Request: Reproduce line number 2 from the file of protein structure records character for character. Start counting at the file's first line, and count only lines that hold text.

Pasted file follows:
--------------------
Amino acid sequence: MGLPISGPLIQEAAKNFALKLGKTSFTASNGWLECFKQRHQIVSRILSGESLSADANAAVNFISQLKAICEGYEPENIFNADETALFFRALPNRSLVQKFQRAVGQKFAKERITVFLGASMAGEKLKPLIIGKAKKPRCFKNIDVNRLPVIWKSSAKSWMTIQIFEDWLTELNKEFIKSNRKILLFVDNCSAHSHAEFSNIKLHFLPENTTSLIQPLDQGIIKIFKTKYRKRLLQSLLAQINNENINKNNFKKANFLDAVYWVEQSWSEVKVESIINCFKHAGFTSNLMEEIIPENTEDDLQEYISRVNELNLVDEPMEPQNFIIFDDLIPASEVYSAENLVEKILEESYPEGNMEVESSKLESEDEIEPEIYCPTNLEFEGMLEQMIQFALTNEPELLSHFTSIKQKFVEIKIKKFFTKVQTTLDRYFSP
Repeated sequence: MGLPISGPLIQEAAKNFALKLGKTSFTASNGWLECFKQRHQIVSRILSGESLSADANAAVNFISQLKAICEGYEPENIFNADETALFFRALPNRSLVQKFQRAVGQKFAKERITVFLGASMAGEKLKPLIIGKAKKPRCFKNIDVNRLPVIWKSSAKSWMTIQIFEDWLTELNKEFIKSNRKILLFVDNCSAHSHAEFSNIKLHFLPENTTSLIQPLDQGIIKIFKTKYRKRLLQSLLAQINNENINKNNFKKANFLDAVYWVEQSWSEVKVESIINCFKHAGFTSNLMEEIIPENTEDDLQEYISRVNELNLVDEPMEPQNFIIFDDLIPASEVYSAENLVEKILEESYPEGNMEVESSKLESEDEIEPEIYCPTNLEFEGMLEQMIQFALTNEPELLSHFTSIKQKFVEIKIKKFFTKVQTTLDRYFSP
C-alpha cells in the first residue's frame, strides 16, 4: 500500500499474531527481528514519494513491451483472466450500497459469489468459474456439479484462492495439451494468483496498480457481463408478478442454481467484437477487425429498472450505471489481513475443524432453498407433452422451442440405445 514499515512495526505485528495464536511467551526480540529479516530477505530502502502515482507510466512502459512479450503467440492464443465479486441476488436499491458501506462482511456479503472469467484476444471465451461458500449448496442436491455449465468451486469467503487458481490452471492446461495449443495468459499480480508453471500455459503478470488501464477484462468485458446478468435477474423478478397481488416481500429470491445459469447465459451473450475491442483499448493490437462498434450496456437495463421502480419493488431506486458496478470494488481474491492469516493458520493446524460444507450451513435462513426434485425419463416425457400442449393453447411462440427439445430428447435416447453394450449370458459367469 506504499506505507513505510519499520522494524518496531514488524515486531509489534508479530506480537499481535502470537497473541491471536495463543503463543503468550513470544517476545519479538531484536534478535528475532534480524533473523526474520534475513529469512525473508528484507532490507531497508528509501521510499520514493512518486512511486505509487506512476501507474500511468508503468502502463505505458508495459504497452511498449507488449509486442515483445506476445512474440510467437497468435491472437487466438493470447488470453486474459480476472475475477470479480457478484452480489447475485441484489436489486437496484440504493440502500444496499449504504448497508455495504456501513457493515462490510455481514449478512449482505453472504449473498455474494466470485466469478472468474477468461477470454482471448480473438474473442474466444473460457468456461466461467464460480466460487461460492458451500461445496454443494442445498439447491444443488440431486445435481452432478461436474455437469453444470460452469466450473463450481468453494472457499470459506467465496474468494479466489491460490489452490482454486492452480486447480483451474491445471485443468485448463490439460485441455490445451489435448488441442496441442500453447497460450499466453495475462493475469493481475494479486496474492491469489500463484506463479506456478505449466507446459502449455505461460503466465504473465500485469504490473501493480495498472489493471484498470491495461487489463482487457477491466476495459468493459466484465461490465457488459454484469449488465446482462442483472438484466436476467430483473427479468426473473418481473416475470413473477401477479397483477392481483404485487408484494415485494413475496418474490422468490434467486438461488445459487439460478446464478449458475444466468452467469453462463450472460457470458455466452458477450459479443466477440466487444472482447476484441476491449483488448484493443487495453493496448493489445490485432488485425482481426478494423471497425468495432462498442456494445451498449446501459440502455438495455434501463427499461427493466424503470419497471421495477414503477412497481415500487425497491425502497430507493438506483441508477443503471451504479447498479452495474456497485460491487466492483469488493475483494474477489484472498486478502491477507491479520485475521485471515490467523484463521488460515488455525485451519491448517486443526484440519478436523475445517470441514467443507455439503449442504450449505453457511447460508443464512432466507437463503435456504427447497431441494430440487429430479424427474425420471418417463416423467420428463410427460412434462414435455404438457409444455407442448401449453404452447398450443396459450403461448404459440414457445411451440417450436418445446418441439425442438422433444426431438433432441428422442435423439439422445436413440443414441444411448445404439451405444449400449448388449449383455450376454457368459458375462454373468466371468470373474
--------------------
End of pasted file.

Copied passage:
Repeated sequence: MGLPISGPLIQEAAKNFALKLGKTSFTASNGWLECFKQRHQIVSRILSGESLSADANAAVNFISQLKAICEGYEPENIFNADETALFFRALPNRSLVQKFQRAVGQKFAKERITVFLGASMAGEKLKPLIIGKAKKPRCFKNIDVNRLPVIWKSSAKSWMTIQIFEDWLTELNKEFIKSNRKILLFVDNCSAHSHAEFSNIKLHFLPENTTSLIQPLDQGIIKIFKTKYRKRLLQSLLAQINNENINKNNFKKANFLDAVYWVEQSWSEVKVESIINCFKHAGFTSNLMEEIIPENTEDDLQEYISRVNELNLVDEPMEPQNFIIFDDLIPASEVYSAENLVEKILEESYPEGNMEVESSKLESEDEIEPEIYCPTNLEFEGMLEQMIQFALTNEPELLSHFTSIKQKFVEIKIKKFFTKVQTTLDRYFSP